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News Article

Online study identifies key risk factors for equine laminitis


Study finds that weight gain, a previous history of laminitis, and soreness following routine hoof care are associated with laminitis development

Horses and ponies that gain weight are more than twice as likely to develop laminitis than if they lose or maintain their weight, research has found.

Carried out by the Royal Veterinary College (RVC), the Animal Health Trust (AHT) and Rossdales Equine Hospital, the study also revealed that the groups particularly at risk were native pony breeds and their crosses, as well as horses and ponies with a history of laminitis and those with lameness or soreness after routine hoof care. The findings of the study are published in BMC Veterinary Research.

This research, funded by World Horse Welfare, comes from an online study that collected information on laminitis from a group of owners in real time. Data were collected from owners of 1,070 horses and ponies in Great Britain, who regularly reported their animal’s management, health and estimated weight via online questionnaires for 29 months.

Owners were encouraged to use a custom weight tracking tool designed by the study/research team to help regularly track changes in their animal’s weight and body condition. The uptake of this tool was high, with over half of participating owners using it. It is freely available to download from AHT Laminitis Research.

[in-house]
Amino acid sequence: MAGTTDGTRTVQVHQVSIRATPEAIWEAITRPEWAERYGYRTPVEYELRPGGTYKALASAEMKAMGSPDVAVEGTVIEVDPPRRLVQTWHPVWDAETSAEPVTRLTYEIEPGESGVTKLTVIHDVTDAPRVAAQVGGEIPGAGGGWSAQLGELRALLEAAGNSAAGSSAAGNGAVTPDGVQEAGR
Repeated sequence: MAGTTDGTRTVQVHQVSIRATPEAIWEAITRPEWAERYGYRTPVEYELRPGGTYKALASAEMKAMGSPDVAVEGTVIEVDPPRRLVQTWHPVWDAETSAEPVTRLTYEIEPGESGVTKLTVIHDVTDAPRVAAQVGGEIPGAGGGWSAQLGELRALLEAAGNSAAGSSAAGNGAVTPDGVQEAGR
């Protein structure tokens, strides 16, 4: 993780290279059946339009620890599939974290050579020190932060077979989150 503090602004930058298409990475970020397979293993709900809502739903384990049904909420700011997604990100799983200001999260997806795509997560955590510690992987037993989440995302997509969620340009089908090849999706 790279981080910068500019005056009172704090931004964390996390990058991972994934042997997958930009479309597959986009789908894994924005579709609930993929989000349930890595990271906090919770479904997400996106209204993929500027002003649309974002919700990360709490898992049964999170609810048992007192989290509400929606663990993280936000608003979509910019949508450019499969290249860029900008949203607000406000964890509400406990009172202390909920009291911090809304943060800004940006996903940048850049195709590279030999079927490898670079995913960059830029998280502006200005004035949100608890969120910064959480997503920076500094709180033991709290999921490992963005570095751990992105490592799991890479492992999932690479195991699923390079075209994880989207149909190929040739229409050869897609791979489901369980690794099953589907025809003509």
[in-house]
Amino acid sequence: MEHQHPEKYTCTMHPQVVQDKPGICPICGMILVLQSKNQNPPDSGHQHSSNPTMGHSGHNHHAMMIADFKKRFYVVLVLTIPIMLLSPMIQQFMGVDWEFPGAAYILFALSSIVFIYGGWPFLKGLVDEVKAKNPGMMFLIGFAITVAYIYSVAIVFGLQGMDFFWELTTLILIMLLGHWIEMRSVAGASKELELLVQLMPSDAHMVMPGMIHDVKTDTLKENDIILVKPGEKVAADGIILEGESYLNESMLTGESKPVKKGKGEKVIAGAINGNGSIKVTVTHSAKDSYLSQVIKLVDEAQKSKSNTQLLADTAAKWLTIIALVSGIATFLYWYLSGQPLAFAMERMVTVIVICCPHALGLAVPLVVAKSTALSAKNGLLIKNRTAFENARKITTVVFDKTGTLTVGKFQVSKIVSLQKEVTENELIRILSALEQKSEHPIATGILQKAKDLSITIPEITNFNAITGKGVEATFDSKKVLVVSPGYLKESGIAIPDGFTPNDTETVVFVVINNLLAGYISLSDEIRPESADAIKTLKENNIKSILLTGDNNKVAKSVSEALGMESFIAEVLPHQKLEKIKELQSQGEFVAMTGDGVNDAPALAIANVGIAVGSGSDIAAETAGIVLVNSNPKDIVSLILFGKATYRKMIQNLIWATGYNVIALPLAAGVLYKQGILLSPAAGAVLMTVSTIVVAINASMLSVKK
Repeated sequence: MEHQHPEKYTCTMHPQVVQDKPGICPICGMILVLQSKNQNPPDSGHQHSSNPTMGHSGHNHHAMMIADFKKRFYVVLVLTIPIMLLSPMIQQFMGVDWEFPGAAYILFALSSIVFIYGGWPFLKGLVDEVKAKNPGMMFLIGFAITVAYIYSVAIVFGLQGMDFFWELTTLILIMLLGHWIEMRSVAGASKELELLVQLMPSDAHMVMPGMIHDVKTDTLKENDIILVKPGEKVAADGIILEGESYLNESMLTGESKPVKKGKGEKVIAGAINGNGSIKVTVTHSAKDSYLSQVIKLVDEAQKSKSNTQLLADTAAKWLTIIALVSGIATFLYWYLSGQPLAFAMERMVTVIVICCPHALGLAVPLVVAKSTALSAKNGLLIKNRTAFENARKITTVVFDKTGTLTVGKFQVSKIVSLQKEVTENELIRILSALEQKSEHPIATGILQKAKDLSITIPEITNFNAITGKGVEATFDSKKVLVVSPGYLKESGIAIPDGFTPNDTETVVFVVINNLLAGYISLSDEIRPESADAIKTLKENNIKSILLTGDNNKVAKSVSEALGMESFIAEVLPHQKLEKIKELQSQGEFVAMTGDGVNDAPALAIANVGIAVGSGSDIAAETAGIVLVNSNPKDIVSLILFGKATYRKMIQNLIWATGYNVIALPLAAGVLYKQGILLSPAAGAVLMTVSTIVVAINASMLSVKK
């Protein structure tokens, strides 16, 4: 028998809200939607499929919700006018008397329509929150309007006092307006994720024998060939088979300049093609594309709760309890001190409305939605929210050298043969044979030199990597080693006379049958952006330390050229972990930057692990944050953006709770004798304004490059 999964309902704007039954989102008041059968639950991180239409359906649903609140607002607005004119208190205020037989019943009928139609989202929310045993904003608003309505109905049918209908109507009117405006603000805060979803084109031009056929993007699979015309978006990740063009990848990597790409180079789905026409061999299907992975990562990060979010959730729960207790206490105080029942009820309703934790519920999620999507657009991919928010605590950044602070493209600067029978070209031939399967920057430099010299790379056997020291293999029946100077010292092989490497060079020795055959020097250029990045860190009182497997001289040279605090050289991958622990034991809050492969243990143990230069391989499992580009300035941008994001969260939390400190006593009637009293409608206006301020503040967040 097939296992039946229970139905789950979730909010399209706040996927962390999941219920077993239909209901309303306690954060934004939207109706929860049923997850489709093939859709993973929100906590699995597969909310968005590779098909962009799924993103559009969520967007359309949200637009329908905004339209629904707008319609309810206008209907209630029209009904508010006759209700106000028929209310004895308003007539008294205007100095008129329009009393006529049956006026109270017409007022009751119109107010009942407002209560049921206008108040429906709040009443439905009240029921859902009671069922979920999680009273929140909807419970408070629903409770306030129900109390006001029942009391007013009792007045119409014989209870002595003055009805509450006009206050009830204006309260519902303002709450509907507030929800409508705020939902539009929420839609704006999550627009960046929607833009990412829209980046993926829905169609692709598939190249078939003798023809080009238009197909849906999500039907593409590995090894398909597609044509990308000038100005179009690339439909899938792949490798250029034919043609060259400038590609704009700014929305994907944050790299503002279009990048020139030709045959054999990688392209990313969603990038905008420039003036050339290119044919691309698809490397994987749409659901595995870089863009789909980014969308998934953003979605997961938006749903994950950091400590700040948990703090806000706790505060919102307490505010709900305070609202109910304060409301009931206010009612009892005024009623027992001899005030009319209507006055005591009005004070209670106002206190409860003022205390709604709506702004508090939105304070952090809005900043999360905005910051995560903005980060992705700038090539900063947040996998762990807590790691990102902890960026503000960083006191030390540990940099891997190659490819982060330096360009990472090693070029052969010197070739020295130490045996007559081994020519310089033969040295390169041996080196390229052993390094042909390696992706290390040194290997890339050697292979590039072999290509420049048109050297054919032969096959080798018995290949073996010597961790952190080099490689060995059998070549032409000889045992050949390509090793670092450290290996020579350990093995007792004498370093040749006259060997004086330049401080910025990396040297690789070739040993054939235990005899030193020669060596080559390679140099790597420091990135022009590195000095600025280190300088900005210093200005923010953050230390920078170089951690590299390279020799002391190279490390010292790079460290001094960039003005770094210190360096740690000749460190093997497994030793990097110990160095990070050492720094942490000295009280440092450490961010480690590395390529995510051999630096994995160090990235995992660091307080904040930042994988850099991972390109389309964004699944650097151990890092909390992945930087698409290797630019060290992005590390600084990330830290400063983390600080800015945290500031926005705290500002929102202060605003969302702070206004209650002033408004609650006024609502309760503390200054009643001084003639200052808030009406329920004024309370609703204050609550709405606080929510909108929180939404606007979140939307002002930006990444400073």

Analysing the large amount of data recorded by the study, researchers found that:

  • A high risk of laminitis was present in horses shod or trimmed at intervals of more than 8 weeks, and in those that took a long time to return to soundness after a bout of laminitis.
  • Diet, grazing management and health were factors closely associated with the development of laminitis and will be the subject of future investigation. (Subjects for investigation will include, for example, investigating how short-term access to grass in the morning and part-time use of grazing muzzles may contribute to laminitis development).
  • Researchers also noted that weight gain often occurred unintentionally, even when owners were aiming for their animals to maintain or lose it. This reiterates the need to consistently record weight and body condition in order to prevent undesirable weight gain.

 

Dr. Dee Pollard of the AHT, one of the study’s chief authors, commented, “We assessed the relationship between laminitis and many potential management and health factors and identified those more likely to be present before a laminitis episode was reported. We now have good evidence to develop laminitis prevention guidelines, and a number of different avenues to explore in the future.”

Read article: Identification of modifiable factors associated with owner-reported equine laminitis in Britain using a web-based cohort study approach by D. Pollard, C. E. Wylie, K. L. P. Verheyen and J. R. Newton published in BMC Veterinary Research (2019) 15:59, doi: 10.1186/s12917-019-1798-8

Article details

  • Date
  • 28 March 2019
  • Source
  • Royal Veterinary College
  • Subject(s)
  • Veterinary medicine